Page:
The Trail of Tears (1838–1839) culminated in the relocation of over 20,000 Cherokee Indians from Georgia, Tennessee, Alabama, and North Carolina to northeastern Oklahoma. Estimates are that 4,000 Cherokee men, women, and children died during this journey.
Upon settling in an area called Park Hill just outside of the present day city of Tahlequah, Oklahoma, the Cherokees began rebuilding their nation. Within a decade of their arrival, around the same time the Southern Baptist Convention was being formed, the Cherokee people began to establish a system of education for the Cherokee
men — and women.
The Cherokee Female Seminary
With the help of missionaries named Samuel Austin Worcester and Elizur Butler who had traveled The Trail of Tears with them, the Cherokees at Park Hill began a seminary for women in 1851. Samuel’s daughter Sarah taught at the seminary.
Its rigorous curriculum was patterned after Mount Holyoke Female Seminary in Massachusetts. Though the seminary offered no instruction in Cherokee language or culture, it was open only to full- and mixed-blood Cherokee women.
These women and their educational experiences greatly influenced the lives of their descendants and the development of the Cherokee Nation. Students at the Cherokee Female Seminary took courses in Greek, Hebrew, Latin, political economy, literary criticism, theology, philosophy and other advanced courses. They staged dramatic productions, held music recitals, and published their own newsletter. Approximately 3,000 women attended the seminary until its closure in 1909. The seminary building was eventually destroyed by fire, but three original columns from the building mark the entrance into the modern Cherokee Heritage Center.
The seminary educated Cherokee women so successfully that some of the more traditional Cherokee men began to complain that the women were no longer suited for domestic chores. The Cherokee Female Seminary was eventually folded into the Cherokee Men’s Seminary, which had been established in Tahlequah, Oklahoma. The combined schools became what we know today as Northeastern State University, one of oldest institutions of higher education west of the Mississippi, and still the university with the highest concentration of American Indian students in the United States.
According to Wilma Mankiller, the first female chief of the Cherokee Nation, “the Cherokee Seminaries were among the first educational systems built west of the Mississippi — Indian or non-Indian. In fact, for a period of time during the mid-nineteenth century, the Cherokee population was more literate than the neighboring non-Indian population.”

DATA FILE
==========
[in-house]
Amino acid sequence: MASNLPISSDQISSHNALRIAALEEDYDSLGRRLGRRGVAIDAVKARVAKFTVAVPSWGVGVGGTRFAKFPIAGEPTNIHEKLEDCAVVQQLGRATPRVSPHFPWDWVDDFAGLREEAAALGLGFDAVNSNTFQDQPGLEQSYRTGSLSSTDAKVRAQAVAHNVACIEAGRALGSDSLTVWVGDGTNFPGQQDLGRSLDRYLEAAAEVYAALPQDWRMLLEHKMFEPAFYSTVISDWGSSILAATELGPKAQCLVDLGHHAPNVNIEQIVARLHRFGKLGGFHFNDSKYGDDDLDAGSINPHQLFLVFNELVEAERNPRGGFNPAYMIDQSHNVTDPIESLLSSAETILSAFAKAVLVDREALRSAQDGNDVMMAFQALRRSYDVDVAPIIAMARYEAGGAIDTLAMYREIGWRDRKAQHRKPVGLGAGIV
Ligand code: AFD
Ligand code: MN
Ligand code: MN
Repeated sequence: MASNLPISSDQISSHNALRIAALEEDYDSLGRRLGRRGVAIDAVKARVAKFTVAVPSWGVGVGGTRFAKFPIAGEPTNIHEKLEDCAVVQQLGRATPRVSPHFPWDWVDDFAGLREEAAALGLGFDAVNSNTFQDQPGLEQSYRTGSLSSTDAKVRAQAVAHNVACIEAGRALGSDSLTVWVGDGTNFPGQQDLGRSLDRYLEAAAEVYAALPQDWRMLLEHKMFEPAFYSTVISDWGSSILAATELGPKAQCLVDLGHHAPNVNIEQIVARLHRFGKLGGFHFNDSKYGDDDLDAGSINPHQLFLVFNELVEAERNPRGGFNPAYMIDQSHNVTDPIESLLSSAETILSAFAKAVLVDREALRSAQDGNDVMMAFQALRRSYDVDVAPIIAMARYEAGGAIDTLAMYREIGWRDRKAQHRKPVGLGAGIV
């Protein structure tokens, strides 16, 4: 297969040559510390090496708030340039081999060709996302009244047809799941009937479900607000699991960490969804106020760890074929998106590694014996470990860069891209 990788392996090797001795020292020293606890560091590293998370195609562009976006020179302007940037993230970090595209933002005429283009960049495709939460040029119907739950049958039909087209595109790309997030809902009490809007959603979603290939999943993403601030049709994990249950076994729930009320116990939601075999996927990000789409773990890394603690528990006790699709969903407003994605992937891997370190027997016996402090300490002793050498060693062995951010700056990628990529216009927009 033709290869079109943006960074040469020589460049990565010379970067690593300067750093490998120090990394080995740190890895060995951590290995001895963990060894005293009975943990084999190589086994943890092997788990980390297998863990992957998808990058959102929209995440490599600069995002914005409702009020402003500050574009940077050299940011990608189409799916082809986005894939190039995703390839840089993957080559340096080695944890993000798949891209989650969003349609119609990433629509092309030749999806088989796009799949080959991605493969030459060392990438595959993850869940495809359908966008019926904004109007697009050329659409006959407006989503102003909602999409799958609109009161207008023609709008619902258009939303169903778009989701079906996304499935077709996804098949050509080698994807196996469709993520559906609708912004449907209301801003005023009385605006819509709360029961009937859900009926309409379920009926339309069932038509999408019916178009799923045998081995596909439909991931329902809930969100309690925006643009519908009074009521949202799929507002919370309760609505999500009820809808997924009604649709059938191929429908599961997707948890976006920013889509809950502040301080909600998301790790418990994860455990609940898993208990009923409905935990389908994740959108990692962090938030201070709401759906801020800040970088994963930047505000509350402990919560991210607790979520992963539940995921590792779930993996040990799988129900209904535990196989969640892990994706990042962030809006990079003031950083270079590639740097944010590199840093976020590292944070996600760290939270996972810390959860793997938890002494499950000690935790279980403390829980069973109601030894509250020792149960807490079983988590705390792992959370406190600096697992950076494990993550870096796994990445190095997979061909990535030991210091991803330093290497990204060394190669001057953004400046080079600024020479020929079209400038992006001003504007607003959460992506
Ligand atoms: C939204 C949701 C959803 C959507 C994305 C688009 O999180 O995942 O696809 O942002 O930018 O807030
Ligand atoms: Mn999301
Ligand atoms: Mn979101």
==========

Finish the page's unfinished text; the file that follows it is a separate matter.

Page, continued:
Women in Today’s Southern Baptist Seminaries
It is interesting to compare the current controversies over women students and professors in Southern Baptist seminaries with the academic rigors of Cherokee Indian women in the 1850s. In a day when some Southern Baptists believe it is wrong to educate women in the classics, languages, or biblical theology — not to mention to employ women in teaching these subjects — it might be well for us all to remember the examples of those evangelical, conservative Christian Indians who have gone before us.
No doubt there will be opposition when an increasing number of theologically minded women serve in the Southern Baptist Convention or female Hebrew, Greek, and theology professors are given teaching positions at Southern Baptist seminaries. A few might even wish to destroy the ministerial reputation and careers of those Southern Baptists who affirm women in the highest of academic roles within the SBC. But the negative reaction of some should never negate the positive results of what is accomplished through faithful, intellectually gifted Southern Baptist women committed to higher education for everyone.
Davy Crockett was severely persecuted for standing up for the Cherokee people before Congress in Washington, D.C. during the 1830s. Crockett’s own political career was destroyed because he supported the Cherokees when everyone else wanted them out of sight and out of mind. Davy Crockett eventually made his way west to Texas where he became a frontier hero and died at the Alamo. But before Crockett left the nation’s capital he made a statement regarding his strong stand for the oppressed Cherokee Indians — a statement that is as appropriate today regarding women in Southern Baptist academia as it was in Crockett’s day regarding the Cherokee people:
“I would sooner be honestly damned than hypocritically immortalized.”
This Sooner couldn’t agree more.